Thursday, December 8, 2011

Mission City Council Reverses Itself, Will Now Permit LDS Church To Build A Chapel In Mission, Texas

On Wednesday December 7th, 2011, after a recommendation from its attorney, the Mission (Texas) City Council decided to revisit two previous votes that ultimately prohibited the Church of Jesus Christ of Latter-day Saints from building a chapel on the corner of Bryan and Two Mile roads in a residential neighborhood. After city attorney Robert Galligan advised the council that the city was interpreting parts of its zoning code incorrectly, city council members voted four to one to allow the church to build, with Norie Gonzalez Garza again dissenting. Maria Elena Ramirez was the council member changing her previous No vote to a Yes vote.

On October 31st, the church filed suit in federal court against the city of Mission for obstructing their plans to construct the chapel, claiming that the city council violated religious land-use acts, religious freedom laws and due process laws. They claimed the council changed the voting rules for permit approval, and that at least one member of the council, Garza, had a conflict of interest in voting on the issue. The church stated they were merely seeking a conditional use permit and not a zoning change. Church representatives said that chosen location was the only one that met all of its requirements, which included a noncommercial area, having five or more acres of land, accessibility to members, the right price and spiritual inspiration. The new chapel will accommodate the Mission First and Second Wards, both of which currently meet at an overcrowded chapel in McAllen which is also used by two additional wards. It is now expected that the LDS Church will drop its suit.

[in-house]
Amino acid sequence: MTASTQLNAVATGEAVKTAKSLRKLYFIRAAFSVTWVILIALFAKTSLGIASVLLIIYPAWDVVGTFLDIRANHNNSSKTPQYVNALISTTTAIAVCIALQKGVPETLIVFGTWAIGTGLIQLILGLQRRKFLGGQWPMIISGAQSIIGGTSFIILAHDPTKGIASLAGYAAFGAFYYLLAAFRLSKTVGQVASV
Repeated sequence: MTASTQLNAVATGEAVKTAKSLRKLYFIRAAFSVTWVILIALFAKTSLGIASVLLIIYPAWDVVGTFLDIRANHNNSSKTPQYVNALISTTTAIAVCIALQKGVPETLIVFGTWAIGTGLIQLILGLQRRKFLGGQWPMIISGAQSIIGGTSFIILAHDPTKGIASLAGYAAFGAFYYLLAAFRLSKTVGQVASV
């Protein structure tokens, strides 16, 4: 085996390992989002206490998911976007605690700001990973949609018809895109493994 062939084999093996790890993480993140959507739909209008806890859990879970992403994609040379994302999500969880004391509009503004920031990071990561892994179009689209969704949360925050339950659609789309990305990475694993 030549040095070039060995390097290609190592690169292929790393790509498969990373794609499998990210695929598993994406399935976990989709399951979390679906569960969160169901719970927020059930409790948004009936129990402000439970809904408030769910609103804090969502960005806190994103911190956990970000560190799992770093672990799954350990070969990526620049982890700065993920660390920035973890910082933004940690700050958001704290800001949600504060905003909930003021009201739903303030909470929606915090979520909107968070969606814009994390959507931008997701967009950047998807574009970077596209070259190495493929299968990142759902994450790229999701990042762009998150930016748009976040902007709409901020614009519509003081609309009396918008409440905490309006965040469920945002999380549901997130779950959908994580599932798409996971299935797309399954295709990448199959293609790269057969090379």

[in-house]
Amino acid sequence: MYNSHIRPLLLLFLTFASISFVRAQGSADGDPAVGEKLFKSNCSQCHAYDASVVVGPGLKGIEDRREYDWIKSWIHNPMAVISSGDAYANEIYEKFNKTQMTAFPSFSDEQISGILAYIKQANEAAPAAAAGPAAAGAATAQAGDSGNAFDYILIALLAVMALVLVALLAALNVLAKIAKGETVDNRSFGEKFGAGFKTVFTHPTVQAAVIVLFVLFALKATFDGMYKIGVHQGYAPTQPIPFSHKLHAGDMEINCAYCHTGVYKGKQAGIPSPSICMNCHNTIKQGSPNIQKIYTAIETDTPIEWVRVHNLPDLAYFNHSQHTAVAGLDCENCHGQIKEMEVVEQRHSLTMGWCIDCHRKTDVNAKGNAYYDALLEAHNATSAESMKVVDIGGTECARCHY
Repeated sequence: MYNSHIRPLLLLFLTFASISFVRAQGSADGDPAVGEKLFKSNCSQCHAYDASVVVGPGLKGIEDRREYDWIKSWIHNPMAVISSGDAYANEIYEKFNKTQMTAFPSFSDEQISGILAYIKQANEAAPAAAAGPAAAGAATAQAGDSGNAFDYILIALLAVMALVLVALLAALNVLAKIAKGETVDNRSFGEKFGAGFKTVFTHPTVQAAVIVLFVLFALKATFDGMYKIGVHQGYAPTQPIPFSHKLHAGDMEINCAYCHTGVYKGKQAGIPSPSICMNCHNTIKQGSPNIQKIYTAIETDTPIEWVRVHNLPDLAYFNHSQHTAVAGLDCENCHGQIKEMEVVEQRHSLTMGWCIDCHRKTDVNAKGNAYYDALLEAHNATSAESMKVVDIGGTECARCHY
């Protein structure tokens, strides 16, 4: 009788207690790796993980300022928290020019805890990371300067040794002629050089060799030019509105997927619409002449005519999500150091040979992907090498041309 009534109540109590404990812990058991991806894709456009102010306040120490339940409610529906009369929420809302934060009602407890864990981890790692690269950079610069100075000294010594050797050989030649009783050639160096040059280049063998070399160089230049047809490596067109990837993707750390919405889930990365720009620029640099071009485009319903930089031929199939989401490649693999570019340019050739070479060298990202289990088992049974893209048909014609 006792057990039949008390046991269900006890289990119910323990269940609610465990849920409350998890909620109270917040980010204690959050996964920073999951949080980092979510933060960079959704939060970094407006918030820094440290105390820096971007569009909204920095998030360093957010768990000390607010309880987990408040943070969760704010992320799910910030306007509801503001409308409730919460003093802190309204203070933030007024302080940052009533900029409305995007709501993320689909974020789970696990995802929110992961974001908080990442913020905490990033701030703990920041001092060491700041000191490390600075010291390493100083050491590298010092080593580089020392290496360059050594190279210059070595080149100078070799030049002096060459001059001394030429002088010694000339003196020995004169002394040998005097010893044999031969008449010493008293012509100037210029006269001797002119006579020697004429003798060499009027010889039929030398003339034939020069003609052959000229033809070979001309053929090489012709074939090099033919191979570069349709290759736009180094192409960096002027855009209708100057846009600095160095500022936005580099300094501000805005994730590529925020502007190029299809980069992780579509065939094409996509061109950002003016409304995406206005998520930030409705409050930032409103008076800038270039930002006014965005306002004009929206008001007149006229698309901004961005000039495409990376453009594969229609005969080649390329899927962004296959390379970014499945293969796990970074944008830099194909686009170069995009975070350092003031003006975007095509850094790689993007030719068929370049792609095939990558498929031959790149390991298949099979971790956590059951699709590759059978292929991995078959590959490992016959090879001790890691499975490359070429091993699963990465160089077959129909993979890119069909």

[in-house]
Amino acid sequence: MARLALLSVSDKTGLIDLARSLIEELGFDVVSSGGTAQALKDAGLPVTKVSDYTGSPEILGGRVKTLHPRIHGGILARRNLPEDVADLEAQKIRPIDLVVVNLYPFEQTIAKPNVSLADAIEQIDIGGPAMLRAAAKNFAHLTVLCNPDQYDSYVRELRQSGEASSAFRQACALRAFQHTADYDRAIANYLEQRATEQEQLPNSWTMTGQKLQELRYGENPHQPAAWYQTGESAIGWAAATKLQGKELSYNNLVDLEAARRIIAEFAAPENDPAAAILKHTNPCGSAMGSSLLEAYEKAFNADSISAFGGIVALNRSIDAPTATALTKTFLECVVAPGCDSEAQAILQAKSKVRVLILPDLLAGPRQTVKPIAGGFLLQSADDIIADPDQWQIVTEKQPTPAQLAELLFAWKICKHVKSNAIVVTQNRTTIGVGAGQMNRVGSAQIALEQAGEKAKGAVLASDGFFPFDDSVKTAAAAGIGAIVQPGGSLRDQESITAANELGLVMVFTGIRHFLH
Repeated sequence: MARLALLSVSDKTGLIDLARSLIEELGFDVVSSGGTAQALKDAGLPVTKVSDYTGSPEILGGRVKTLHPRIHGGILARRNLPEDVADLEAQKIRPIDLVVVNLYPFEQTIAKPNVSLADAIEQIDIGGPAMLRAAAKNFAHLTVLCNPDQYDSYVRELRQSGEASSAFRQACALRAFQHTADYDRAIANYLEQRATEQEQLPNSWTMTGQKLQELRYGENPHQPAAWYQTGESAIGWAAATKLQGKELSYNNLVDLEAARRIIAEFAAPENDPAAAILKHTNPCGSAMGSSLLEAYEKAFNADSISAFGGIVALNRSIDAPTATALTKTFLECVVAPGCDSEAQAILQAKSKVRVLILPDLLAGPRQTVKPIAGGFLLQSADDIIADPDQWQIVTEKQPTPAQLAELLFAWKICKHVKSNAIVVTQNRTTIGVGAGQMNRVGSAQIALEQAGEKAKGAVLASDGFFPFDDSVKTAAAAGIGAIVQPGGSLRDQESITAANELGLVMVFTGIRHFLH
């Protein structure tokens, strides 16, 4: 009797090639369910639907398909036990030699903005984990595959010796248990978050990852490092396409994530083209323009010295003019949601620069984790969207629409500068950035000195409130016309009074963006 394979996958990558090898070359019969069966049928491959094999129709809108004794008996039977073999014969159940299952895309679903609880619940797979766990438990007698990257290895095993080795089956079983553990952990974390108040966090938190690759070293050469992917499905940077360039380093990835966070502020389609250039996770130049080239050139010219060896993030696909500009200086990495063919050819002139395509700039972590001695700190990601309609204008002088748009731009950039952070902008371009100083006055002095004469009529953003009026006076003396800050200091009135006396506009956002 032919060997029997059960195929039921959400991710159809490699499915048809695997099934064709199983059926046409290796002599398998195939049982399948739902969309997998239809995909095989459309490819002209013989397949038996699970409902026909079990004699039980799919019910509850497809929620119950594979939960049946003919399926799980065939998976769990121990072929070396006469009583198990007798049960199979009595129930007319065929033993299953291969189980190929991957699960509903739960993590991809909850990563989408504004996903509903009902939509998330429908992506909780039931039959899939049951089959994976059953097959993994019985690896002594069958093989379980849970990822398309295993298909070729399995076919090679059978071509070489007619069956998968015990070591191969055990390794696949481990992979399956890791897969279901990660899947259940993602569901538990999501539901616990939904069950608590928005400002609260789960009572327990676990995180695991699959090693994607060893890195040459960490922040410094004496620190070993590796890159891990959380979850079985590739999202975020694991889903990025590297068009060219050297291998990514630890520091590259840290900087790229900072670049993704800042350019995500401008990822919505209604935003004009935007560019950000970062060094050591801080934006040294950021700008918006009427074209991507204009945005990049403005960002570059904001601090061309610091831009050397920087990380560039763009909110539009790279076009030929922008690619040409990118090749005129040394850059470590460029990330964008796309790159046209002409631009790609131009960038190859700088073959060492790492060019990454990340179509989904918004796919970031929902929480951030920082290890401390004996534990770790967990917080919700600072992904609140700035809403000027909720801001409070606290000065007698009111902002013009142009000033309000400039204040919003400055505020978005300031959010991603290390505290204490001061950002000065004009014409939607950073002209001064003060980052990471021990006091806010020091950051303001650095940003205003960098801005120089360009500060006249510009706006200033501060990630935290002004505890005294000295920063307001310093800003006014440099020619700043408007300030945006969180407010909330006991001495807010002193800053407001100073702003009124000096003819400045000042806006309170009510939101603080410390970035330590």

Norie Garza denied any conflict of interest even though she's a real estate agent, and said she was merely representing the interests of the surrounding neighborhood. Nine of the 12 neighbors living within 200 feet of the property signed a petition against giving the church a conditional use permit to build on the property, which is zoned as agricultural. There was no apparent bias against the LDS Church itself; neighbors merely feared the effects of an upsurge in traffic.

Not mentioned in the story is the fact that Mission, in south Texas, is in the same area where two LDS missionaries were struck and killed by a hit-and-run driver on November 8th. The resultant expression of sympathy may have softened the hearts of those opposed to the new Mission chapel.

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